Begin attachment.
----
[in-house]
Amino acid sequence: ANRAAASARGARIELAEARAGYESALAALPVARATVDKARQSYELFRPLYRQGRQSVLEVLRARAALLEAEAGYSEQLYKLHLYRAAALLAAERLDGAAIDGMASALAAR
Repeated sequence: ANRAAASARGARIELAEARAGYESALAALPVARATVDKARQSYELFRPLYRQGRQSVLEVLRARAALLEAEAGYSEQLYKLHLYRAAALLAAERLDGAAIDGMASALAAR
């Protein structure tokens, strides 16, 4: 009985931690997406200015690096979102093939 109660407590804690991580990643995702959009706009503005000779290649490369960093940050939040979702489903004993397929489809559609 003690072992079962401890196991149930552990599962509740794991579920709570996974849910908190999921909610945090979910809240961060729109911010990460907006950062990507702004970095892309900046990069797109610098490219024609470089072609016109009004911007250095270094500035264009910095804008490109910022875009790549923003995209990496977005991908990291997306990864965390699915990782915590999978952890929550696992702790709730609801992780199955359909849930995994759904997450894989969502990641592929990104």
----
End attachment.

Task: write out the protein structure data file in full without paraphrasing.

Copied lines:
[in-house]
Amino acid sequence: ANRAAASARGARIELAEARAGYESALAALPVARATVDKARQSYELFRPLYRQGRQSVLEVLRARAALLEAEAGYSEQLYKLHLYRAAALLAAERLDGAAIDGMASALAAR
Repeated sequence: ANRAAASARGARIELAEARAGYESALAALPVARATVDKARQSYELFRPLYRQGRQSVLEVLRARAALLEAEAGYSEQLYKLHLYRAAALLAAERLDGAAIDGMASALAAR
């Protein structure tokens, strides 16, 4: 009985931690997406200015690096979102093939 109660407590804690991580990643995702959009706009503005000779290649490369960093940050939040979702489903004993397929489809559609 003690072992079962401890196991149930552990599962509740794991579920709570996974849910908190999921909610945090979910809240961060729109911010990460907006950062990507702004970095892309900046990069797109610098490219024609470089072609016109009004911007250095270094500035264009910095804008490109910022875009790549923003995209990496977005991908990291997306990864965390699915990782915590999978952890929550696992702790709730609801992780199955359909849930995994759904997450894989969502990641592929990104």